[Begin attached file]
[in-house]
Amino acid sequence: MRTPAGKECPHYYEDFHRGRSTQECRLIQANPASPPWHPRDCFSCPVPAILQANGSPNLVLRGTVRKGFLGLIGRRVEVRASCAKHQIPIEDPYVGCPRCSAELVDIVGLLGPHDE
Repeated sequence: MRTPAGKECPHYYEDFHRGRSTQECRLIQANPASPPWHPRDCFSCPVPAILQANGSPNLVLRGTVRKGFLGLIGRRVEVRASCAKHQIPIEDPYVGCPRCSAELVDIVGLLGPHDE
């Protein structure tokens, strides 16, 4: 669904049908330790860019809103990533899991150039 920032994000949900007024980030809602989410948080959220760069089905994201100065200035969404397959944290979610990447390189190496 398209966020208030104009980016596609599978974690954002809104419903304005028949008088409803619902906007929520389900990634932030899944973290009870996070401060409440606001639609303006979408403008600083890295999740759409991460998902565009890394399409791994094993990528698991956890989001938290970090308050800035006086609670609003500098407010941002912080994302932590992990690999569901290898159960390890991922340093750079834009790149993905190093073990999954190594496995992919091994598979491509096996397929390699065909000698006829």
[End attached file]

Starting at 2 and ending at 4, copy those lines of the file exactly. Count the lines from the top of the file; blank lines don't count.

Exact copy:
Amino acid sequence: MRTPAGKECPHYYEDFHRGRSTQECRLIQANPASPPWHPRDCFSCPVPAILQANGSPNLVLRGTVRKGFLGLIGRRVEVRASCAKHQIPIEDPYVGCPRCSAELVDIVGLLGPHDE
Repeated sequence: MRTPAGKECPHYYEDFHRGRSTQECRLIQANPASPPWHPRDCFSCPVPAILQANGSPNLVLRGTVRKGFLGLIGRRVEVRASCAKHQIPIEDPYVGCPRCSAELVDIVGLLGPHDE
């Protein structure tokens, strides 16, 4: 669904049908330790860019809103990533899991150039 920032994000949900007024980030809602989410948080959220760069089905994201100065200035969404397959944290979610990447390189190496 398209966020208030104009980016596609599978974690954002809104419903304005028949008088409803619902906007929520389900990634932030899944973290009870996070401060409440606001639609303006979408403008600083890295999740759409991460998902565009890394399409791994094993990528698991956890989001938290970090308050800035006086609670609003500098407010941002912080994302932590992990690999569901290898159960390890991922340093750079834009790149993905190093073990999954190594496995992919091994598979491509096996397929390699065909000698006829």